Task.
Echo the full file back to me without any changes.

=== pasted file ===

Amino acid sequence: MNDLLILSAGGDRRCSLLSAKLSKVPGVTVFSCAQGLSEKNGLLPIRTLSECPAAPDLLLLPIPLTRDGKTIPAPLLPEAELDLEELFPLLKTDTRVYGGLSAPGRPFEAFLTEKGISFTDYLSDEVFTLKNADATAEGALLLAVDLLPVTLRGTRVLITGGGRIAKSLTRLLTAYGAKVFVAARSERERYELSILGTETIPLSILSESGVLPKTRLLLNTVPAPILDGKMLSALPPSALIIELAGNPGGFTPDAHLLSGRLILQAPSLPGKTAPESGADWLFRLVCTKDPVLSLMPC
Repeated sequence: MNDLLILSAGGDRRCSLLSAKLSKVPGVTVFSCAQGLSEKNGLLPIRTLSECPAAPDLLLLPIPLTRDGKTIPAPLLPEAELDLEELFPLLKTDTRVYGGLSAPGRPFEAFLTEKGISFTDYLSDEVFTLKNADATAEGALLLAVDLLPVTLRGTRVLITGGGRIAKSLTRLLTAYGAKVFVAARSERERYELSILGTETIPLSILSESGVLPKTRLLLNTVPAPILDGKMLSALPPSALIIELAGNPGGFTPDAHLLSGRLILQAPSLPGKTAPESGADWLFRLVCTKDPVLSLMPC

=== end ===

Amino acid sequence: MNDLLILSAGGDRRCSLLSAKLSKVPGVTVFSCAQGLSEKNGLLPIRTLSECPAAPDLLLLPIPLTRDGKTIPAPLLPEAELDLEELFPLLKTDTRVYGGLSAPGRPFEAFLTEKGISFTDYLSDEVFTLKNADATAEGALLLAVDLLPVTLRGTRVLITGGGRIAKSLTRLLTAYGAKVFVAARSERERYELSILGTETIPLSILSESGVLPKTRLLLNTVPAPILDGKMLSALPPSALIIELAGNPGGFTPDAHLLSGRLILQAPSLPGKTAPESGADWLFRLVCTKDPVLSLMPC
Repeated sequence: MNDLLILSAGGDRRCSLLSAKLSKVPGVTVFSCAQGLSEKNGLLPIRTLSECPAAPDLLLLPIPLTRDGKTIPAPLLPEAELDLEELFPLLKTDTRVYGGLSAPGRPFEAFLTEKGISFTDYLSDEVFTLKNADATAEGALLLAVDLLPVTLRGTRVLITGGGRIAKSLTRLLTAYGAKVFVAARSERERYELSILGTETIPLSILSESGVLPKTRLLLNTVPAPILDGKMLSALPPSALIIELAGNPGGFTPDAHLLSGRLILQAPSLPGKTAPESGADWLFRLVCTKDPVLSLMPC